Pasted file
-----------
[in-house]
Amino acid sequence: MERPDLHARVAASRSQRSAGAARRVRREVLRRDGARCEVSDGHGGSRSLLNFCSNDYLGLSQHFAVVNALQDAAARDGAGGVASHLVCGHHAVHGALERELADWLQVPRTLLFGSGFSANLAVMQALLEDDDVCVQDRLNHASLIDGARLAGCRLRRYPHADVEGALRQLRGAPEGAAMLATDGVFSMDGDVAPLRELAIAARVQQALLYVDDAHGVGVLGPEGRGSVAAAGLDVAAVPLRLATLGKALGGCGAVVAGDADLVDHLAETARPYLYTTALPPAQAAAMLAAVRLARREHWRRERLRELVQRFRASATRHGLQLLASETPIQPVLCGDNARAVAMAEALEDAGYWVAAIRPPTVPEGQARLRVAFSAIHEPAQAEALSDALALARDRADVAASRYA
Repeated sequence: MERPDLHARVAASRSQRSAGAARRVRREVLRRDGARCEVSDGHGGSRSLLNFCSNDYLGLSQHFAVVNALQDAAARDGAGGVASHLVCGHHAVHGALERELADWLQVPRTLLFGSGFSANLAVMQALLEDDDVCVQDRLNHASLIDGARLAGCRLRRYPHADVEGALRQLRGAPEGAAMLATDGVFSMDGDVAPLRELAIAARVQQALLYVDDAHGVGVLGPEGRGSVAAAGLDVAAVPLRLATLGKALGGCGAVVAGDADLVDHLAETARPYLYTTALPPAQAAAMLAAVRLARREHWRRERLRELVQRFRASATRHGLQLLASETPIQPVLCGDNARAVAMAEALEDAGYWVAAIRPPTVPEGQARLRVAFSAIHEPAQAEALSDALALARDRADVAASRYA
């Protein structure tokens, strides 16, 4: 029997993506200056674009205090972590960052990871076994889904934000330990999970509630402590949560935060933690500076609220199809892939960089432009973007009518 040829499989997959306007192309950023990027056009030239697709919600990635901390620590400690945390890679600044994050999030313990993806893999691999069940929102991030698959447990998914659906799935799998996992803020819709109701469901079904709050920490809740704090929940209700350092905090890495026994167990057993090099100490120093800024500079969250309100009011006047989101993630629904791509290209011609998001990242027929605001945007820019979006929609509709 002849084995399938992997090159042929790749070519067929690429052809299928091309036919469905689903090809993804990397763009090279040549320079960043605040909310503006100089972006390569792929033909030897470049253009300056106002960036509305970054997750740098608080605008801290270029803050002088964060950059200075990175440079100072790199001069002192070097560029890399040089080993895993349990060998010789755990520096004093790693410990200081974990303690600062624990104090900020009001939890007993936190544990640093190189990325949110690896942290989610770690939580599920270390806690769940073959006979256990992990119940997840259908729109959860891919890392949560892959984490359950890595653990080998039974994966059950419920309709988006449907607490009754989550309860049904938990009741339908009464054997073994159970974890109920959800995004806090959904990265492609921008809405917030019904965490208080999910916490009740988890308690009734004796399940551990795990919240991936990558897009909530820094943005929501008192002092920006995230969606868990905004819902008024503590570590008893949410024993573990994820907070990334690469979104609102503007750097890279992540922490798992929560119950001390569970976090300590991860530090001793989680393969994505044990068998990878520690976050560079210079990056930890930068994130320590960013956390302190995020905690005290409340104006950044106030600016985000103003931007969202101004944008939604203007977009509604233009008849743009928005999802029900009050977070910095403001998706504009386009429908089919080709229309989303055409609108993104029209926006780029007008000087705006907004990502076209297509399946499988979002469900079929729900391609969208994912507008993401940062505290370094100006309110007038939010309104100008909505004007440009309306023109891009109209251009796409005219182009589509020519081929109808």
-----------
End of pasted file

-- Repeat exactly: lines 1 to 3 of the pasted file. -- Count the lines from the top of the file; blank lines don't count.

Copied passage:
[in-house]
Amino acid sequence: MERPDLHARVAASRSQRSAGAARRVRREVLRRDGARCEVSDGHGGSRSLLNFCSNDYLGLSQHFAVVNALQDAAARDGAGGVASHLVCGHHAVHGALERELADWLQVPRTLLFGSGFSANLAVMQALLEDDDVCVQDRLNHASLIDGARLAGCRLRRYPHADVEGALRQLRGAPEGAAMLATDGVFSMDGDVAPLRELAIAARVQQALLYVDDAHGVGVLGPEGRGSVAAAGLDVAAVPLRLATLGKALGGCGAVVAGDADLVDHLAETARPYLYTTALPPAQAAAMLAAVRLARREHWRRERLRELVQRFRASATRHGLQLLASETPIQPVLCGDNARAVAMAEALEDAGYWVAAIRPPTVPEGQARLRVAFSAIHEPAQAEALSDALALARDRADVAASRYA
Repeated sequence: MERPDLHARVAASRSQRSAGAARRVRREVLRRDGARCEVSDGHGGSRSLLNFCSNDYLGLSQHFAVVNALQDAAARDGAGGVASHLVCGHHAVHGALERELADWLQVPRTLLFGSGFSANLAVMQALLEDDDVCVQDRLNHASLIDGARLAGCRLRRYPHADVEGALRQLRGAPEGAAMLATDGVFSMDGDVAPLRELAIAARVQQALLYVDDAHGVGVLGPEGRGSVAAAGLDVAAVPLRLATLGKALGGCGAVVAGDADLVDHLAETARPYLYTTALPPAQAAAMLAAVRLARREHWRRERLRELVQRFRASATRHGLQLLASETPIQPVLCGDNARAVAMAEALEDAGYWVAAIRPPTVPEGQARLRVAFSAIHEPAQAEALSDALALARDRADVAASRYA